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of how she was invited to visit a biotech company and render an opinion on the relative value of their various research and clinical development programs. However, it turns out that the company really wasn’t terribly interested in her opinion. She was brought in by senior management solely to rubber stamp the existing programs for the benefit of the Board of Directors. Simply confirm that all is wonderful here, and you can go on your way with check in hand. Opinions that are bought and paid for remind me of the movie business, where ads for the worst films you’ve never seen are peppered with quotes from people you’ve never heard of, extolling the many virtues of what most viewers would describe as a pile of visual rubbish.
The examples above indicate that the appearance of getting good advice is often perceived to be more valuable than the advice itself. This same type of thinking is what led to many of the problems seen on Wall Street in recent years, where facts were not supposed to intrude upon the carefully crafted images of major financial companies. What came to be valued was the “sizzle,” not the steak. This façade was not good in the long run for energy traders like Enron, mortgage traders like Countrywide Financial, or those engaged in a scientific enterprise like biotech. And if you think biotech investors don’t respond to “sizzle,” read Alex Prud’homme’s expose The Cell Game: Sam Waksal’s Fast Money and False Promises—and the Fate of ImClone’s Cancer Drug.
Scientific advisors occasionally do get discarded, even if they provide good advice. Why? Maintaining a Scientific Advisory Board is not an insignificant expense for a small biotech company. Airfare, hotel, meals, and taxis can add up in a hurry, and planning and coordinating the visits can significantly eat into staff time. A friend of mine related recently how he terminated his company’s Scientific Advisory Board after five years of service. He decided to repurpose the money and hire consultants to resolve specific questions on select programs. It’s not that the Advisory Board’s advice was faulty; he simply found this a better use of the company’s limited financial resources.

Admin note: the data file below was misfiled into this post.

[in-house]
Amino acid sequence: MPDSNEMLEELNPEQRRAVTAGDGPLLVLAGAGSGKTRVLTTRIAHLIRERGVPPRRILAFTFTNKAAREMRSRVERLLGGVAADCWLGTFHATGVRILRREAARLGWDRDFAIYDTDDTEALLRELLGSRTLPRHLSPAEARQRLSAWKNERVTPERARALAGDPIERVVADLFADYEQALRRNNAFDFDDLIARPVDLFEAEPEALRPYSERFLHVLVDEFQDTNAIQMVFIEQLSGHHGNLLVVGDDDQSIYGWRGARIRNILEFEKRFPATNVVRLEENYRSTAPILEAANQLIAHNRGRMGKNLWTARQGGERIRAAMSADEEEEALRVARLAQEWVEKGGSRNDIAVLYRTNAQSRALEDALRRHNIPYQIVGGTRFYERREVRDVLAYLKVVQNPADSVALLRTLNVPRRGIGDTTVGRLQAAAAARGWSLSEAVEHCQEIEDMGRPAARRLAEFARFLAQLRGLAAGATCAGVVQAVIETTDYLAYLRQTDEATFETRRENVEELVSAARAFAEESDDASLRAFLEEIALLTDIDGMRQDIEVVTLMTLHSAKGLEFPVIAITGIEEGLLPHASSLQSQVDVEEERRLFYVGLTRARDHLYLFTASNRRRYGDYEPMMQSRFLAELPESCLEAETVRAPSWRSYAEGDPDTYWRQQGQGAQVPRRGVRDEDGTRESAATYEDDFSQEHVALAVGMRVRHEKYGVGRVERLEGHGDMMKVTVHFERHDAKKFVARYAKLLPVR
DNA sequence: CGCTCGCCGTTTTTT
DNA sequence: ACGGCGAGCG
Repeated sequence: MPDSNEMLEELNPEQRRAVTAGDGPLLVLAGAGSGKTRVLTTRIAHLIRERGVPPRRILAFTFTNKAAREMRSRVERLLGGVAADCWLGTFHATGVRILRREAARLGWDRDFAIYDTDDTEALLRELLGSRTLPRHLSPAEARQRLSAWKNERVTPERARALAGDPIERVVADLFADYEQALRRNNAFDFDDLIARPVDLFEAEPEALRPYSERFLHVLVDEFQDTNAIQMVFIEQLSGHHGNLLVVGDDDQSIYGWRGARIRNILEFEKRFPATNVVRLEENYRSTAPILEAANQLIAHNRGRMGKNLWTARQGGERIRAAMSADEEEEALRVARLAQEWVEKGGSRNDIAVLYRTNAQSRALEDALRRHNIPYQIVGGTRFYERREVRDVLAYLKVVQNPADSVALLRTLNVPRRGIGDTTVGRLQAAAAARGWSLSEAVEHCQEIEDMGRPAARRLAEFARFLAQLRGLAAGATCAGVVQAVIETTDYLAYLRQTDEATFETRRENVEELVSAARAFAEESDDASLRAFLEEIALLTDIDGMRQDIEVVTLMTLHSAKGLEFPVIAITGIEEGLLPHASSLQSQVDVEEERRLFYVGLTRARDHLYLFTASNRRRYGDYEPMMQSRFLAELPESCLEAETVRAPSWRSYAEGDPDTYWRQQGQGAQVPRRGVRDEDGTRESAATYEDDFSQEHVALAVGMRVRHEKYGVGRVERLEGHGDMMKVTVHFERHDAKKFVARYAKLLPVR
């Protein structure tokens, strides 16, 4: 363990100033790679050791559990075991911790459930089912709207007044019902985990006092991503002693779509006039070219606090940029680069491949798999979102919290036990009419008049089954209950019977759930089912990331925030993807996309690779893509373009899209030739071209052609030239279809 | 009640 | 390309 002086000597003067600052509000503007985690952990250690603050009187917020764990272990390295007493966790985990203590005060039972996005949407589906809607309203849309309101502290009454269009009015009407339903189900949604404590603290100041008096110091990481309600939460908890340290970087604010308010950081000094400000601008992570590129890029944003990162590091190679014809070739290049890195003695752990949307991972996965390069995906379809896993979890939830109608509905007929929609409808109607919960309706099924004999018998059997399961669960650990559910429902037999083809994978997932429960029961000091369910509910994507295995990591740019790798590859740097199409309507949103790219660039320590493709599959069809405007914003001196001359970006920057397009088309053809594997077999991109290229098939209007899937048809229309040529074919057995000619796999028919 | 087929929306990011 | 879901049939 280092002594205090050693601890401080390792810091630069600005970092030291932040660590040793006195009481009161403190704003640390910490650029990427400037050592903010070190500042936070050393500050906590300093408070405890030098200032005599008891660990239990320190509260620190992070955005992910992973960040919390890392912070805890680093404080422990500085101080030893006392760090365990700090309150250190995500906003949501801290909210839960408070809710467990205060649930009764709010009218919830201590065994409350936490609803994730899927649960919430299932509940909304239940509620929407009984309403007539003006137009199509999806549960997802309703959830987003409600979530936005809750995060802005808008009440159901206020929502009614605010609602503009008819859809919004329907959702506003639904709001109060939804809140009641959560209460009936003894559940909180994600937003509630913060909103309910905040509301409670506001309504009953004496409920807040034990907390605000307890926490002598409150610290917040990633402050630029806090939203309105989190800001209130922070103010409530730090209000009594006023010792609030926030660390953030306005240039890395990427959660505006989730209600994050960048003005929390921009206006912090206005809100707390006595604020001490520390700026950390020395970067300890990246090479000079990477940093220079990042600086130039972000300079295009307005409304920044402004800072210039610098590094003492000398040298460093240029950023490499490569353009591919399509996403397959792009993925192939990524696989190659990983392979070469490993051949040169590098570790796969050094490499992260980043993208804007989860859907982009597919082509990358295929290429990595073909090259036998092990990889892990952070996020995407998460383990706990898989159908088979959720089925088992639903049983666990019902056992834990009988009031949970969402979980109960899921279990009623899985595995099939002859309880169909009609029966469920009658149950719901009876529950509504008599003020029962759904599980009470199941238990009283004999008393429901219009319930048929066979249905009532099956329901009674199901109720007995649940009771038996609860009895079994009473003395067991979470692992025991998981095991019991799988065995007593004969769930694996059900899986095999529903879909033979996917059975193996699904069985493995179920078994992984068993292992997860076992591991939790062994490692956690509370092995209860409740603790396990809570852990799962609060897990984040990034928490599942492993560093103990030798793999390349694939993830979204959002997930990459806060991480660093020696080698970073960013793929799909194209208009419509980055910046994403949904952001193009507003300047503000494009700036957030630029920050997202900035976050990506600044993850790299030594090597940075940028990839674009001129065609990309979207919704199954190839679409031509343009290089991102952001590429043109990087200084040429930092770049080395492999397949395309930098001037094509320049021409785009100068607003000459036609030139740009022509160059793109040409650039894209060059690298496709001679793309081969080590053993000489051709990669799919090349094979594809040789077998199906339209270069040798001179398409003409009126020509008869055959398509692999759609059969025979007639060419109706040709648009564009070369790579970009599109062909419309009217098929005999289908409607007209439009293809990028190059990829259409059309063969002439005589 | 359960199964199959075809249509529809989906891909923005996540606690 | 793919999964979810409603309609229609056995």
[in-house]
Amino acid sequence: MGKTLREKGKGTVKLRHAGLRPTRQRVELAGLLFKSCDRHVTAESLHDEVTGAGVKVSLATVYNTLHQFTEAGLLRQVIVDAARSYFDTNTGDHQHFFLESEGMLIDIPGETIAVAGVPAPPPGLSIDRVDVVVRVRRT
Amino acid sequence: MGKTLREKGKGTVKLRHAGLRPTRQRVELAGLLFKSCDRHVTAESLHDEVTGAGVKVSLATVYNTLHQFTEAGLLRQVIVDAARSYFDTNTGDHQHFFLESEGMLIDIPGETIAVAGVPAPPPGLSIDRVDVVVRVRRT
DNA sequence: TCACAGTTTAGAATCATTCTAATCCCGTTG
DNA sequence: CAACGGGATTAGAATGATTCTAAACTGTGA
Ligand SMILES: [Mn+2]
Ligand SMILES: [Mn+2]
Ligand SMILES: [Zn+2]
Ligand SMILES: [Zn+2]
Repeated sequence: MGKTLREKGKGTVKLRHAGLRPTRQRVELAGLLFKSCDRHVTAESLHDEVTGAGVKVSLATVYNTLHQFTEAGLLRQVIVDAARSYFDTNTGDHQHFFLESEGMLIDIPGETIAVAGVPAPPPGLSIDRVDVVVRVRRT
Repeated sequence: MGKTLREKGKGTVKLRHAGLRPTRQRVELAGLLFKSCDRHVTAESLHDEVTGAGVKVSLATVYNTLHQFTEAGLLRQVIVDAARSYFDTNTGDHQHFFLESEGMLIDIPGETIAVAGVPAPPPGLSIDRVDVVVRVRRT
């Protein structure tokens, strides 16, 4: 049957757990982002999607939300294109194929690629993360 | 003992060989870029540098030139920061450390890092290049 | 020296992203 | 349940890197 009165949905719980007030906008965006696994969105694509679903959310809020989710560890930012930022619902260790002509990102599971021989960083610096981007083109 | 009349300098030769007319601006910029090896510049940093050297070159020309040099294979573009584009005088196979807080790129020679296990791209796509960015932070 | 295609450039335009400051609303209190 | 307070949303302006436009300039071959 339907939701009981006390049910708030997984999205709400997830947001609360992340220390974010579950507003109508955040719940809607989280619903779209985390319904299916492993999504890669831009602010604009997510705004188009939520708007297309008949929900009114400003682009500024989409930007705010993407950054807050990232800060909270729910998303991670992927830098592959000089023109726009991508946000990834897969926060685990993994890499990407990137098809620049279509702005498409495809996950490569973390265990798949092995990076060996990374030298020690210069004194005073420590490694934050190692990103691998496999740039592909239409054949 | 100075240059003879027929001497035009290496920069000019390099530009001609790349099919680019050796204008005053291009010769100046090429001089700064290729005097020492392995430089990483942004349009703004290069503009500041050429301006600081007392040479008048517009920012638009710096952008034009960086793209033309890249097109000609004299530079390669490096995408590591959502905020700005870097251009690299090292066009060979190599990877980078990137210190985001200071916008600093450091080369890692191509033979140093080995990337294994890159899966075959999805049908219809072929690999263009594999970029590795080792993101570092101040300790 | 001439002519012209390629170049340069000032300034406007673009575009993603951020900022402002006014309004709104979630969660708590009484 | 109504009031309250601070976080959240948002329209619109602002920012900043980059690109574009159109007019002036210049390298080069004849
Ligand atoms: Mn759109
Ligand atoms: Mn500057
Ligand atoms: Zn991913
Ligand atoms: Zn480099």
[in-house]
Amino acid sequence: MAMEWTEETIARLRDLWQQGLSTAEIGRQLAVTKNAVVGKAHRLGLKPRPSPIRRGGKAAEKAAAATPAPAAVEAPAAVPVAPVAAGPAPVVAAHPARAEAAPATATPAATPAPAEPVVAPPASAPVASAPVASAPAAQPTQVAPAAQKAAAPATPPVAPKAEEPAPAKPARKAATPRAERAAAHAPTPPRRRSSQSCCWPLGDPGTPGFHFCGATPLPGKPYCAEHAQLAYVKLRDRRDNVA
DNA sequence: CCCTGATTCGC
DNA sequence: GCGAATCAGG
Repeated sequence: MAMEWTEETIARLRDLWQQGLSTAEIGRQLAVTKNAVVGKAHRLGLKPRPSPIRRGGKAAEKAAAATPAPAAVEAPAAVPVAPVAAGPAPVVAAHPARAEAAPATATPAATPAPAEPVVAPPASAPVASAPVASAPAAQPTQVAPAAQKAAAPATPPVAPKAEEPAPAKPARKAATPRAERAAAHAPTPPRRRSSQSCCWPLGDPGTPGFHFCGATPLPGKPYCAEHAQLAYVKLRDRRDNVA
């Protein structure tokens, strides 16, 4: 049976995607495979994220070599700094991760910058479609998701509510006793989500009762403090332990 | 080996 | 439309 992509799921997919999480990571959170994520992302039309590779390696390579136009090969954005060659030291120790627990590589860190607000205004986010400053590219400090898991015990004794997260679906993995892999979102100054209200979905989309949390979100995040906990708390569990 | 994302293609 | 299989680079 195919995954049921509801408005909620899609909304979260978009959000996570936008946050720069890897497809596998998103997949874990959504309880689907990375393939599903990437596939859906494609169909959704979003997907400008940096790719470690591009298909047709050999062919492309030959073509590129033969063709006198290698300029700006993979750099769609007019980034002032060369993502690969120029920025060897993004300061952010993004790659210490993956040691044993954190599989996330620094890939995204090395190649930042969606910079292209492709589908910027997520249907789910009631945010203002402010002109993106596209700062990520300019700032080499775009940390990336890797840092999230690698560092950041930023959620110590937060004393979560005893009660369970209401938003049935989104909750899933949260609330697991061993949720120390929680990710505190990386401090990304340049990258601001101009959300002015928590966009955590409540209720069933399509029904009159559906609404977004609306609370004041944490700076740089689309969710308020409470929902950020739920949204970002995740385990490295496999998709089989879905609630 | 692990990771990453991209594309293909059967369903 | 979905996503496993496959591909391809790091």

Sometimes, though, as Erica Jong stated, “advice is what we ask for when we already know the answer but wish we didn’t.” I was once hired to render an opinion on the merits of a small biotech’s research program. Unfortunately, their lead (and only) drug candidate had been selected on the basis of a single publication from which the company had grossly misinterpreted the data. Although they had a strong patent position and a reliable manufacturing process, it was clear that their “drug” had virtually no chance of working. Trust me when I say that this is not the kind of message one relishes sharing with a company’s CEO over breakfast. After relaying this distressing information, I advised the company to abandon the program and find something better to work on (which, under the circumstances, could have been almost anything). Their CEO, however, had no intention of doing so because, as he put it, “our investors gave us $12 million to take this drug into the clinic, and that is what we are going to do.” Not surprisingly, they shut their doors not long thereafter. I always wondered, though: is that really what their investors would have wanted them to do? If they had known that the “lead” drug had no chance of working, would they have signed off on a complete change in direction?
So my advice for those of you who seek guidance is as follows: Find someone whose counsel you trust, and when they give you advice, take it. Why hire an expert if you’re not going to take advantage of their expertise? Keep in mind that if the advice you solicited was free, you may very well get exactly what you paid for. Finally, if you really aren’t interested in getting advice, don’t ask for it. This will be less frustrating, in the end, for everyone concerned.
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